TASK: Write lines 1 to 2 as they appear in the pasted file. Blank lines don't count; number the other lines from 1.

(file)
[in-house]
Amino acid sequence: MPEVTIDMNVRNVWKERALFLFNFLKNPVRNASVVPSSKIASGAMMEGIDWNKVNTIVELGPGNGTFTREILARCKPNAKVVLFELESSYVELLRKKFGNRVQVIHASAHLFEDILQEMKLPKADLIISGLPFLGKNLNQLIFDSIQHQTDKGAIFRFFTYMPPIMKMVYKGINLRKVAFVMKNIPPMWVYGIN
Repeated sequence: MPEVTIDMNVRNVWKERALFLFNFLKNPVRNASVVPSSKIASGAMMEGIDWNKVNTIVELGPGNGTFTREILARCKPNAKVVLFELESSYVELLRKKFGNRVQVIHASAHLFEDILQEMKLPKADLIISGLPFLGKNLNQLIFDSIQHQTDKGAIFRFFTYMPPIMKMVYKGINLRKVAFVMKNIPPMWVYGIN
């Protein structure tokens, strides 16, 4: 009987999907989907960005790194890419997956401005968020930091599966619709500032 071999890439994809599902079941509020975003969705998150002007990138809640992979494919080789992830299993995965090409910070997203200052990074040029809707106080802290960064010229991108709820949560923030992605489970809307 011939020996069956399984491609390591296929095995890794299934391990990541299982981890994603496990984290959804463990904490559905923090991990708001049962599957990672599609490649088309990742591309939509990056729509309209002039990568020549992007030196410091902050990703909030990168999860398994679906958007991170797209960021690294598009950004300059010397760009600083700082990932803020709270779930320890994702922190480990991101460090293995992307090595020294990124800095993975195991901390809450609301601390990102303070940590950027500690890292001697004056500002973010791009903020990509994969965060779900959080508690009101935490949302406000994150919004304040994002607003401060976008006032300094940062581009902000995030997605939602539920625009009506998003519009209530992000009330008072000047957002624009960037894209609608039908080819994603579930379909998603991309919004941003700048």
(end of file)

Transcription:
[in-house]
Amino acid sequence: MPEVTIDMNVRNVWKERALFLFNFLKNPVRNASVVPSSKIASGAMMEGIDWNKVNTIVELGPGNGTFTREILARCKPNAKVVLFELESSYVELLRKKFGNRVQVIHASAHLFEDILQEMKLPKADLIISGLPFLGKNLNQLIFDSIQHQTDKGAIFRFFTYMPPIMKMVYKGINLRKVAFVMKNIPPMWVYGIN